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Managing Credit and Debt

Managing the Costs of Student Loan Debt

Managing the Costs of Student Loan Debt

College graduation is a major milestone for many, but the excitement of receiving a diploma can be dampened if a hefty student loan bill comes along with it.

If you graduated with a sizable amount of debt, you aren't alone. The high costs of college mean it’s common for graduates to finish school with thousands of dollars in student loans to repay. The amount of student loan debt in the U.S. totals in the billions, with millions of former college students in the red.

Though repaying student loans might feel overwhelming, educating yourself about your obligations and available options can help you develop a plan to tackle your debt and set your priorities when it comes to budgeting.

Understand Your Loan Type

Identifying the kind of loans you have is the first step toward developing a repayment plan, as the type of loan can greatly influence the number of options you have and how much you'll have to pay over the life of the loan.

Student loans come in two broad categories. There are federal student loans, which are administered by the U.S. Department of Education, and there are private student loans, which are issued by non-government lenders, including banks, credit unions and companies like Sallie Mae.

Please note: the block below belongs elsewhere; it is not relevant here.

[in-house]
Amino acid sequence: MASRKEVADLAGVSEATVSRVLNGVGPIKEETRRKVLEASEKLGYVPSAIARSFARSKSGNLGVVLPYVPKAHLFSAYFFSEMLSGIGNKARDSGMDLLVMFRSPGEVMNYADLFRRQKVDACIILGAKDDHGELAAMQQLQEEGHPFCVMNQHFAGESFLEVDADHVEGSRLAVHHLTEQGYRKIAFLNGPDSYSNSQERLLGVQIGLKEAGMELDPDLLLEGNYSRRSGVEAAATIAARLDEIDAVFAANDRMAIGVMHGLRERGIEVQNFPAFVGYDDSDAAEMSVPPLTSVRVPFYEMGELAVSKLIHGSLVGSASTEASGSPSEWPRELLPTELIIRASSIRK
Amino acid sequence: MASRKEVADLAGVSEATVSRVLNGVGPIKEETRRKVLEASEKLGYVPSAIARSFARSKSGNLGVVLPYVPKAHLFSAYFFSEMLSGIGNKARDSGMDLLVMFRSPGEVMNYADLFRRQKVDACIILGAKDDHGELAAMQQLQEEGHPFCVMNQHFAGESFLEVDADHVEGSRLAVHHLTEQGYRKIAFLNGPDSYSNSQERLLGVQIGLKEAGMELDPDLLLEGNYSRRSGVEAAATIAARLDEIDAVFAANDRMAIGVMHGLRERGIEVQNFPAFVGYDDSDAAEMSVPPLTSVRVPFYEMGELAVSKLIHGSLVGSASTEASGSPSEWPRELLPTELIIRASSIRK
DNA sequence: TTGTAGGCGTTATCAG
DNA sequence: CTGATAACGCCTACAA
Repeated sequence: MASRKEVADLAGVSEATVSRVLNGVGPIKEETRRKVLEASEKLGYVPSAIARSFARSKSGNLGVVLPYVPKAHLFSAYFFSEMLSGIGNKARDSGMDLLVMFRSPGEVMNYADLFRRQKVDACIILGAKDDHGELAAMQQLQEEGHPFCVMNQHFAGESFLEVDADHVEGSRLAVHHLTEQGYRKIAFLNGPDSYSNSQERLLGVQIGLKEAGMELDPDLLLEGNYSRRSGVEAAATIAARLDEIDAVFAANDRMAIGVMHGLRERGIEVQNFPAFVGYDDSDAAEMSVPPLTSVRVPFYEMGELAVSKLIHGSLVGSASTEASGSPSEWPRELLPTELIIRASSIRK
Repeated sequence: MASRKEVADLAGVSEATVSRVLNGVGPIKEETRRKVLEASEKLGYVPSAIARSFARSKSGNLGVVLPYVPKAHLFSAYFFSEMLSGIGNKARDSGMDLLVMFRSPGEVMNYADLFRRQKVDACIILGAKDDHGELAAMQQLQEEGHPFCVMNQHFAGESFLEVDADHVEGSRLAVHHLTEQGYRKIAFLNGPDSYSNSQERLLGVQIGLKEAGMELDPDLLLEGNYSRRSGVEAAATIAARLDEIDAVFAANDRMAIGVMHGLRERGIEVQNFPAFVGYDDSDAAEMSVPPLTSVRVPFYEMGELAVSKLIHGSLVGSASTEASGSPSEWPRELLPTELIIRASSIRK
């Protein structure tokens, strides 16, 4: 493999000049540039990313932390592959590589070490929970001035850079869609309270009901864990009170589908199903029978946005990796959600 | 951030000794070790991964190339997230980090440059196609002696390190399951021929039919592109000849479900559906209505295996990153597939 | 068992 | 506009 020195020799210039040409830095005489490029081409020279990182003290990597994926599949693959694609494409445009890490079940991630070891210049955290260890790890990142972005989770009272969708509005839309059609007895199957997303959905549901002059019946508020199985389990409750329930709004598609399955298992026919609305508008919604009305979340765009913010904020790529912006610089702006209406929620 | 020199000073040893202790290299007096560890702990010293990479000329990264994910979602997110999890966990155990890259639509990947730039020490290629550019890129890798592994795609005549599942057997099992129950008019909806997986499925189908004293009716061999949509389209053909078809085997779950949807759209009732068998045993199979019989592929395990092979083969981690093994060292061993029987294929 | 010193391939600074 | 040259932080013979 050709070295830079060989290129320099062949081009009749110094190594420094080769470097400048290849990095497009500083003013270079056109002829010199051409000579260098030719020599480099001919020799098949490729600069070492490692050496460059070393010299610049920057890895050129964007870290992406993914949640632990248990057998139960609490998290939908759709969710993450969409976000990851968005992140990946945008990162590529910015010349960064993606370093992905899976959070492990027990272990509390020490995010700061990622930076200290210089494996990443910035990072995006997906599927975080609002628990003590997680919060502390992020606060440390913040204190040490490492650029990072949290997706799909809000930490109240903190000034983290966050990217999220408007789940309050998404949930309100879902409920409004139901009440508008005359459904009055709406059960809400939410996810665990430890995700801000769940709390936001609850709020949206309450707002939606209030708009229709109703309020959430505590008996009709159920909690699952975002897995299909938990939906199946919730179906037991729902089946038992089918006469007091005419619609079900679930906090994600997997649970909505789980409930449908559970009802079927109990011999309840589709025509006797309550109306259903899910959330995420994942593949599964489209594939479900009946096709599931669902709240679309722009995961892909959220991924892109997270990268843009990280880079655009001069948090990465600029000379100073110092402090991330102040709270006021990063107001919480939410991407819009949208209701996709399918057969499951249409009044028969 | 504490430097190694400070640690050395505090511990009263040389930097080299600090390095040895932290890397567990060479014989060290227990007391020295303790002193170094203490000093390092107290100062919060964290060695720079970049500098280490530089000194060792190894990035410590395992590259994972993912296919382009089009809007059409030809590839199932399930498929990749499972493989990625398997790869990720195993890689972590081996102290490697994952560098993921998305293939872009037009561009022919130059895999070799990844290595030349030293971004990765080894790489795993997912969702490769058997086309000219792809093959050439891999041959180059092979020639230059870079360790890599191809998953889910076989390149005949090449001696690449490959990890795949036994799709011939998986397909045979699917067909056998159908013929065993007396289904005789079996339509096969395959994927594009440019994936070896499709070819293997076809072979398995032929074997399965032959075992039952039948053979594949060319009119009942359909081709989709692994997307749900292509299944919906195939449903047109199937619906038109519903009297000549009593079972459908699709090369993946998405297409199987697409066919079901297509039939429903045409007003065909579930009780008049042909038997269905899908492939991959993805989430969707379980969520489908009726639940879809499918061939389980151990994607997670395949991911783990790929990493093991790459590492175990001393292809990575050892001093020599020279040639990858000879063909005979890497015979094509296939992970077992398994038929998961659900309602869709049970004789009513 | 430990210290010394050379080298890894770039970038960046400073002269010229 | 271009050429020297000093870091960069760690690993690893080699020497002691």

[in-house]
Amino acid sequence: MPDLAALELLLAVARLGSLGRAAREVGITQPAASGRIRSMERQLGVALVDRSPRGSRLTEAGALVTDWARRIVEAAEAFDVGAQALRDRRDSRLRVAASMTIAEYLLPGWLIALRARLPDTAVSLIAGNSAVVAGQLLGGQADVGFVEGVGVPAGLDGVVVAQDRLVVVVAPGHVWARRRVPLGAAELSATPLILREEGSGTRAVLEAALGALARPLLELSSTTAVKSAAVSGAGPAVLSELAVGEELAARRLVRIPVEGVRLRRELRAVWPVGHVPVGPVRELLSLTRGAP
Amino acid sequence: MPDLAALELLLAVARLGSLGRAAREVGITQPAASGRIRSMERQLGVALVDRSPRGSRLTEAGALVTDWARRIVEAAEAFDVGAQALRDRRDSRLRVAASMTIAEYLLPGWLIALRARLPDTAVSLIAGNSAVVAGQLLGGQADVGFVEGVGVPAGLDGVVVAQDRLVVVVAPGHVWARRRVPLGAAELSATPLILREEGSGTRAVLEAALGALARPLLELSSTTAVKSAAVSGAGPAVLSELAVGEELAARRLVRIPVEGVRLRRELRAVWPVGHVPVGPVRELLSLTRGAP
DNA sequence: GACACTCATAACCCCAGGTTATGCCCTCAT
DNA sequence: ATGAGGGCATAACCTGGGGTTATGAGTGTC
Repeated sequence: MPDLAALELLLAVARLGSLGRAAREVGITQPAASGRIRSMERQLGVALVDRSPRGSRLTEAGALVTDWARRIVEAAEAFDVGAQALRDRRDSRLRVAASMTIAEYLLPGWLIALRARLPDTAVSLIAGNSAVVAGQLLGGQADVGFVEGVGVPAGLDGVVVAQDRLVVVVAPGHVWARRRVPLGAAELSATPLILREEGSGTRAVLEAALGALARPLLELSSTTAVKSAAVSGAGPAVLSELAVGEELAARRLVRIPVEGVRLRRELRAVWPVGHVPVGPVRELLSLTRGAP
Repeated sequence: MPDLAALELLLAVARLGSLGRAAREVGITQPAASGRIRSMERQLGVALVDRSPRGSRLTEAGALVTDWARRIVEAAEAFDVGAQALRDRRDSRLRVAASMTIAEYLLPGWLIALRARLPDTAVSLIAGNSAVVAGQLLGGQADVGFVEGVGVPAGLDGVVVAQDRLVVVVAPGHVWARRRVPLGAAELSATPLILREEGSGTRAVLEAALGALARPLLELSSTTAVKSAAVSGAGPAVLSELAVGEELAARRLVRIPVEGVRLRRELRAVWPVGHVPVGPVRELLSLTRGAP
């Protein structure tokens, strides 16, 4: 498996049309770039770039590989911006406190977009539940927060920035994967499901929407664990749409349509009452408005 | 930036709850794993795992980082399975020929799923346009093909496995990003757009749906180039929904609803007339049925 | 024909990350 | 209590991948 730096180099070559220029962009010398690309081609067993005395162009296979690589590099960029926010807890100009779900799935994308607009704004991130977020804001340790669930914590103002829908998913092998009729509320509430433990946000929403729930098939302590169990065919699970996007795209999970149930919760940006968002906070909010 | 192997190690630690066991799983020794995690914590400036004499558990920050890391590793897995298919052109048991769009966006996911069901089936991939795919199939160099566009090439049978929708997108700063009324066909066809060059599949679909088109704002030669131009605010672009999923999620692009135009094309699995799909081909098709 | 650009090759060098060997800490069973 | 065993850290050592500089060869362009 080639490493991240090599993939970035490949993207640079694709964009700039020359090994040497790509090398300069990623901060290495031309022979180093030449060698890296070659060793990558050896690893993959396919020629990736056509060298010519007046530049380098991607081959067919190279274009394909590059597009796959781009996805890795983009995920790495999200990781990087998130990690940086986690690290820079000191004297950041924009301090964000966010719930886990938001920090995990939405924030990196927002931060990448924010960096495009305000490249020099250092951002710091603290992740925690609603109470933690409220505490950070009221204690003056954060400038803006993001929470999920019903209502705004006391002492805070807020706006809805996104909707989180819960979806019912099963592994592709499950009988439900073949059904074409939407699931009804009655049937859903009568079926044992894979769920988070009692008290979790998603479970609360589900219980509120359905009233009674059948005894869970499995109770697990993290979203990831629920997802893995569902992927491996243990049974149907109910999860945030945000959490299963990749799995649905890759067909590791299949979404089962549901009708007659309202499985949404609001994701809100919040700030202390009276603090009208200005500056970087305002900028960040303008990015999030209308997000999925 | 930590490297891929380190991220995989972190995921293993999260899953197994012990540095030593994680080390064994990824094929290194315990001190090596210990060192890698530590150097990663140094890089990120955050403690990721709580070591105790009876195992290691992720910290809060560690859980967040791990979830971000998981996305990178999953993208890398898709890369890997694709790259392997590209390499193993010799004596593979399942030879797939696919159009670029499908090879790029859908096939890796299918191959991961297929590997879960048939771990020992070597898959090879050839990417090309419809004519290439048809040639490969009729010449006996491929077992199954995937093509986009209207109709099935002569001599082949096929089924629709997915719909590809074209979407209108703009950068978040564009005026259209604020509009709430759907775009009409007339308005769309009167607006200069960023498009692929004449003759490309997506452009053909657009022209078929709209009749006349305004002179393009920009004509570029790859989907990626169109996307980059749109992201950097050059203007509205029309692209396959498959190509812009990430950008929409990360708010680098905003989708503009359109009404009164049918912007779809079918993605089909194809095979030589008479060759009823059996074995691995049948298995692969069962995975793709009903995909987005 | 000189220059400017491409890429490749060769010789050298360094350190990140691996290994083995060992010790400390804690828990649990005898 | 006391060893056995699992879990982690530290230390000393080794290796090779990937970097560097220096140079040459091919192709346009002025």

Federal loans have strict eligibility requirements determined by the Free Application for Federal Student Aid (FAFSA). They have fixed interest rates that are also generally lower than private loans, but you can only borrow so much under federal loan programs. You don't need a credit check or a cosigner for most federal student loans.

Federal loans offer some important benefits, including various income-based repayment plans and forgiveness programs and deferment if you return to school. They also offer a 0.25 percent interest rate deduction if you set up automatic payments.

On the other hand, private loans don't require a student to demonstrate financial need and aren't capped, but that trade-off comes at a price. Whereas federal loan interest rates are fixed, private loans often charge variable interest rates that are typically higher than the interest rates available for federal loans. Repayment options tend to be more limited and less flexible. Each originator will have its own terms, so be sure to read up on your exact interest rate and repayment options.

Know Your Payment Terms

it’s important to understand when you’re expected to begin repayment because missing your first loan payment can have severe consequences and impact your future ability to take out debt.

Federal student loans typically have a grace period of six to nine months after graduation, depending on the type of loan. Private loans can vary greatly, with some lenders expecting repayment immediately after you graduate or drop below half-time status.

Grace periods give graduates a chance to get their feet under them, but they can also offer an opportunity to save on interest. If you begin repayment on a subsidized loan early, before your grace period ends, you might be able to make a substantial dent in the balance before interest starts to accrue.